Around the world, girls and teens are exposed to violence, environmental devastation, societal exclusion and harm, and other difficulties. MADRE is an international women’s rights organization that typically partners with women-led groups dealing with war and disaster. It is now stepping up to specifically support girls’ growth as they face diverse challenges through a new grantmaking program: VIVA Girls.
With a focus on listening to and uplifting girls’ voices and solutions, MADRE wants to reach “girls from marginalized communities who endure many forms of discrimination; what some people would call ‘girls on the last mile,’” Executive Director Yifat Susskind says. Susskind offered us insights into how VIVA Girls works. MADRE plans to devote about $3 million to this initiative during the next three years.
With gender-based violence still a major barrier to women’s equality and empowerment, funders are starting to put more money toward prevention internationally.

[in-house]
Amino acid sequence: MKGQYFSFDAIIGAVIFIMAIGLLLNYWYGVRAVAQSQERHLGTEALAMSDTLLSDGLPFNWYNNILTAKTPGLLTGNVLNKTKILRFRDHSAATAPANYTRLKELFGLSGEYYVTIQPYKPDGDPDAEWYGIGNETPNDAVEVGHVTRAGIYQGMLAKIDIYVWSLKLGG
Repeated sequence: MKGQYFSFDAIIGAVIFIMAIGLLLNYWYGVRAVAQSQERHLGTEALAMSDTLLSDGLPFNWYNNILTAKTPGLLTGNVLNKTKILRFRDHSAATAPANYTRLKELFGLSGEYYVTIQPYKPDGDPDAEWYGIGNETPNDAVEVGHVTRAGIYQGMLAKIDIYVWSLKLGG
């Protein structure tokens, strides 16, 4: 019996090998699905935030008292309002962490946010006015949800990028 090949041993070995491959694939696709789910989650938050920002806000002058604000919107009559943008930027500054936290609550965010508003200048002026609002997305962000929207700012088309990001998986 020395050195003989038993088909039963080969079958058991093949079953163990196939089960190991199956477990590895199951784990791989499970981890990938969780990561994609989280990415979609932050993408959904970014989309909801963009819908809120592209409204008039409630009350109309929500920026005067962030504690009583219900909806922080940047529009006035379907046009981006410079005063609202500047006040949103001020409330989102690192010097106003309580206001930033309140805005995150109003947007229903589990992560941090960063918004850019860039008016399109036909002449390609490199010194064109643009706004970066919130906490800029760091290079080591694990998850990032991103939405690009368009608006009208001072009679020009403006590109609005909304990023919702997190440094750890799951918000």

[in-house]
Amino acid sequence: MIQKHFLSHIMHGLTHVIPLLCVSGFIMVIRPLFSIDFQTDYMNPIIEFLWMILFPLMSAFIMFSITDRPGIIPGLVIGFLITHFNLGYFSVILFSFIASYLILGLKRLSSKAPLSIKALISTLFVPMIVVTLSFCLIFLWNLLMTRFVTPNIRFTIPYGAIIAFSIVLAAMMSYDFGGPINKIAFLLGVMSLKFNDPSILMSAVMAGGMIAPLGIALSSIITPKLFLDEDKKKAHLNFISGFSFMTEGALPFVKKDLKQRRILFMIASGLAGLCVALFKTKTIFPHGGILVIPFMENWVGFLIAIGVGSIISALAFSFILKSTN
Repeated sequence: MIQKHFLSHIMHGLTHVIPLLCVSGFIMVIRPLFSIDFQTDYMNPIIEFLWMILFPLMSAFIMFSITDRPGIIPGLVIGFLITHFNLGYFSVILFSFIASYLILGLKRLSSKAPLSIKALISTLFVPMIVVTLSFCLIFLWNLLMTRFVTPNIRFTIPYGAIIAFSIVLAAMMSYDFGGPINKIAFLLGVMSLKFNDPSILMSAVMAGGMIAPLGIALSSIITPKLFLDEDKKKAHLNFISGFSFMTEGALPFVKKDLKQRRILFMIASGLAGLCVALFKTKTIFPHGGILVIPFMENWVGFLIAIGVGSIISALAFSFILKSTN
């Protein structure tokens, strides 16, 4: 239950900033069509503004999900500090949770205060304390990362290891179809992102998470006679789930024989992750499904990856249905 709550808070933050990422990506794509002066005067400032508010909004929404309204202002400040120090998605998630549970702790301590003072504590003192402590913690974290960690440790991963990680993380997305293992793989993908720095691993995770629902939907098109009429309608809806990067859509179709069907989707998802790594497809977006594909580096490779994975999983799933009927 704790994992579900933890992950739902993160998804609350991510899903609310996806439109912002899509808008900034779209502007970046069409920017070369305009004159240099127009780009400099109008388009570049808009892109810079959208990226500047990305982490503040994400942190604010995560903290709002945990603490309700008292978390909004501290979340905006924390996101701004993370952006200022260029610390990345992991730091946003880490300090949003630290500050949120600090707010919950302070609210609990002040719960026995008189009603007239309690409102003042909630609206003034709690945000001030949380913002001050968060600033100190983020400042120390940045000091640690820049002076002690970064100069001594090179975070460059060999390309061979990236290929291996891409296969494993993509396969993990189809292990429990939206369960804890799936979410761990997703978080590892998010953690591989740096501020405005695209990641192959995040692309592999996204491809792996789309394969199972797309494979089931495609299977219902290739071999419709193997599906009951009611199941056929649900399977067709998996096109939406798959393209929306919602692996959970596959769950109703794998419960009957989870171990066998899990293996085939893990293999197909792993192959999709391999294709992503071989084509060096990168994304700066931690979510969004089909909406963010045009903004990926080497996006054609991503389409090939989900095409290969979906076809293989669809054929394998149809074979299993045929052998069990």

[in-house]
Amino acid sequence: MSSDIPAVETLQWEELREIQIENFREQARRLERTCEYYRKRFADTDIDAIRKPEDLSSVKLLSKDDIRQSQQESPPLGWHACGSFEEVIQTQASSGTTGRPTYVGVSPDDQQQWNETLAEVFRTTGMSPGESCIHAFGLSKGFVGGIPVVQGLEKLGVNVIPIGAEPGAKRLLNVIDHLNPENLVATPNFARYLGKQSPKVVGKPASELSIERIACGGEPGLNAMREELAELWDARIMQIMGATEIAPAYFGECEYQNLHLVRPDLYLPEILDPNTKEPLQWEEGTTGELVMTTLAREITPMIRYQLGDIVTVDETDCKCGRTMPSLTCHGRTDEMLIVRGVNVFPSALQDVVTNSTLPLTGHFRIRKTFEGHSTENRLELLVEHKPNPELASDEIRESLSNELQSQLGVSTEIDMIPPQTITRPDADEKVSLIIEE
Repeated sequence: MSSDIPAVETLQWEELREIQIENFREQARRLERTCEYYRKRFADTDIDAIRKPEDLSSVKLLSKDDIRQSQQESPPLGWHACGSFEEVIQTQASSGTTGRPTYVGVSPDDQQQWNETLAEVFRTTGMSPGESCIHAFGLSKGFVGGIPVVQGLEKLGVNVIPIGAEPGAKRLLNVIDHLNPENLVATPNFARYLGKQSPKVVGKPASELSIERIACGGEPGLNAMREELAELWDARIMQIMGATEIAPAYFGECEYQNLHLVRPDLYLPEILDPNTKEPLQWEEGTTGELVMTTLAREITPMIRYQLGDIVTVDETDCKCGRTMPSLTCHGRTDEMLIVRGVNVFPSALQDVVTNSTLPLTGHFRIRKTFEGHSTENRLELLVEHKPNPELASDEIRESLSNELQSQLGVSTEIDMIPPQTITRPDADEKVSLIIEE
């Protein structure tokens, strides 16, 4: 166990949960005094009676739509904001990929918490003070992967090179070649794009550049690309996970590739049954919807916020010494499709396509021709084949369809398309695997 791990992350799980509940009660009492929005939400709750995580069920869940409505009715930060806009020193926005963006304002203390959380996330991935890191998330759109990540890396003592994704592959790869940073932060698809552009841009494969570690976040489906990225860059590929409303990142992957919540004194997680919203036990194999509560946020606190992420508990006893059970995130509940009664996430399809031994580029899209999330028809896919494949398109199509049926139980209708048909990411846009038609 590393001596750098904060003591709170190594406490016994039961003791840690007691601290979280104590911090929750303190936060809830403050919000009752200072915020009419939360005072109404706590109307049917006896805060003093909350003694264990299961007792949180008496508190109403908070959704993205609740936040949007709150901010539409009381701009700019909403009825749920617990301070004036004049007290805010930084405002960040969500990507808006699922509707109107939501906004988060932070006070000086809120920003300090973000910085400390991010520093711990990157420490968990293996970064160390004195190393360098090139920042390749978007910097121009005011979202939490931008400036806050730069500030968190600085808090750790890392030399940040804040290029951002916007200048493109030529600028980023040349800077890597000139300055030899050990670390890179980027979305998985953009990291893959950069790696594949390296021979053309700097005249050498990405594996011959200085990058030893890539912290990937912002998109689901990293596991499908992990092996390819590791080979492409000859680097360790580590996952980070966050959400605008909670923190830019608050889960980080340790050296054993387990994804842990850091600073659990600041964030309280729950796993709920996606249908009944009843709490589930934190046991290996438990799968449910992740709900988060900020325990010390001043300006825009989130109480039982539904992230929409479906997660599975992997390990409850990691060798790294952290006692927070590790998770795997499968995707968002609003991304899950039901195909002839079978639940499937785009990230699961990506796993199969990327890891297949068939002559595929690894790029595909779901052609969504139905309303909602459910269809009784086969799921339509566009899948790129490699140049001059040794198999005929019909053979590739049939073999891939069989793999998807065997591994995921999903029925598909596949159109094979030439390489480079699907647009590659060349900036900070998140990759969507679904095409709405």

The World Bank Group recently announced, in partnership with the Sexual Violence Research Initiative (SVRI), ten awards of up to $150,000 each to organizations who will prevent and respond to gender-based violence worldwide. World Bank Group President Jim Yong Kim, in announcing the grants, said another $3.5 million will also be invested in the cause of ending physical and sexual violence against women.
An estimated 35 percent of women worldwide have experienced physical or sexual violence in their lifetime, a staggering statistic that speaks to the pervasiveness of the problem. “Gender-based violence thrives on secrecy and indifference with devastating consequences,” World Bank Group President Jim Yong Kim said upon announcing the grants. “We cannot stand by while so many women suffer harm that’s completely preventable.”
One area of philanthropy that impacts women heavily is philanthropy aimed at ending sexual and domestic violence, now also called “gender-based violence.” And a surprising new partner in addressing this problem is the NFL.
An encouraging sign in this arena is the NFL’s recent multiyear commitment of $10 million to a group of affiliated organizations in order to pursue the goal of “ending gender-based violence in one generation.”
Earlier this week, Raliance.org announced the kick-off ThisGEN Youth Summit, bringing together high school students from across the country to build advocacy in the fight to end gender-based violence.